CINCINNATI — Cincinnati City Councilman P.G. Sittenfeld filed a motion on Wednesday requesting the federal bribery charges against him be dropped, claiming his actions were not criminal but a reflection of his pro-development positions as a council member in Cincinnati.
Sittenfeld agreed to temporarily step down from his position in early December but has maintained his innocence through several video posts on social media.
A federal grand jury indicted Sittenfeld, 36, last month on charges of honest services wire fraud, bribery concerning programs receiving federal funds and attempted extortion under color of official right.
Sittenfeld pleaded not guilty when he was arraigned in federal court.
Wednesday's 20-page filing argues that the government has failed to charge a genuine crime in his case and that he did not promise to exchange any official actions for campaign contributions.
The motion states Sittenfeld rejected requests to accept campaign contributions but simply pointed to his pro-development position for development deals in the city.
Sittenfeld's indictment, the motion to dismiss states, "fails as a matter of law" because Sittenfeld was simply discussing politics and his own policies, which aligned with the FBI's informant, identified as former Cincinnati Bengals player and developer Chinedum Ndukwe.
"In our American democracy, elected public officials have always sought 'support on the basis of their views and what they intend to do or have done' and have solicited money based on those views and promises," the motion states.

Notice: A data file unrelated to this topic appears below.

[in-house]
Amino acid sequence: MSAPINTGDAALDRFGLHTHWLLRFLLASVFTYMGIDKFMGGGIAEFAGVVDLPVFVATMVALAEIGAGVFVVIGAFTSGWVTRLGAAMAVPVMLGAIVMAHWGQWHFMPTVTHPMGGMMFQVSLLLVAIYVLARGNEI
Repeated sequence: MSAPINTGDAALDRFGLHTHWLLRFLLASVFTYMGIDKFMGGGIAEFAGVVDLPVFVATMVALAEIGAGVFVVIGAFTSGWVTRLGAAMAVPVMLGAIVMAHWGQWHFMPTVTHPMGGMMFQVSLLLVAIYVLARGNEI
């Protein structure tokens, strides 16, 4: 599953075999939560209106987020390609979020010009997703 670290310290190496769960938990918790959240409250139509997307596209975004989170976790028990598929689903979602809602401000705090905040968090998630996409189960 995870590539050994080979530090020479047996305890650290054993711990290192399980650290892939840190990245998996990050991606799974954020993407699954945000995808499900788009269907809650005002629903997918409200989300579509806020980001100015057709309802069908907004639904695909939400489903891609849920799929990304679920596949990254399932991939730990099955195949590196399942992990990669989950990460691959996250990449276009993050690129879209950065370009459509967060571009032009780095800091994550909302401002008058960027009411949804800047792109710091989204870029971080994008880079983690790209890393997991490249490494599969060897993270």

Federal officials said in November that Sittenfeld promised to deliver votes in Cincinnati City Council in November and December 2018 in support of a development deal in exchange for four $5,000 contributions to his PAC. Sittenfeld allegedly accepted four more checks in September and October 2019.
According to the indictment, when asked how he wanted to receive the money, Sittenfeld said, “I do have a PAC that one, no one’s like snooping around in who’s giving that there, I mean I think frankly a lot of people don’t even know I have it. Any LLC or individual can give up to $5,000 to that.”
Sittenfeld solicited money in exchange for favorable votes on a project Ndukwe hoped to develop, a building formerly known as Convention Place Mall at 435 Elm St., the indictment said. Cincinnati City Councilman Jeff Pastor is also accused of accepting bribe money from Ndukwe for votes on the same project.
Sittenfeld said he could use zoning codes in Cincinnati to create a controlled environment so the project could have sports gambling, U.S. Attorney David DeVillers said in November.
"This is not a case about personal gain -- the government does not allege that money went into Mr. Sittenfeld's pockets," the motion to dismiss argues. "Nor does the government allege that his PAC received contributions that exceeded the federal limits, that he spent the contributions unlawfully, or that he failed to disclose the contributions publicly as required by law. Rather, the indictment alleges nothing more than that Mr. Sittenfeld engaged in the kind of routine conduct of elected officials in cities, counties and states across the nation."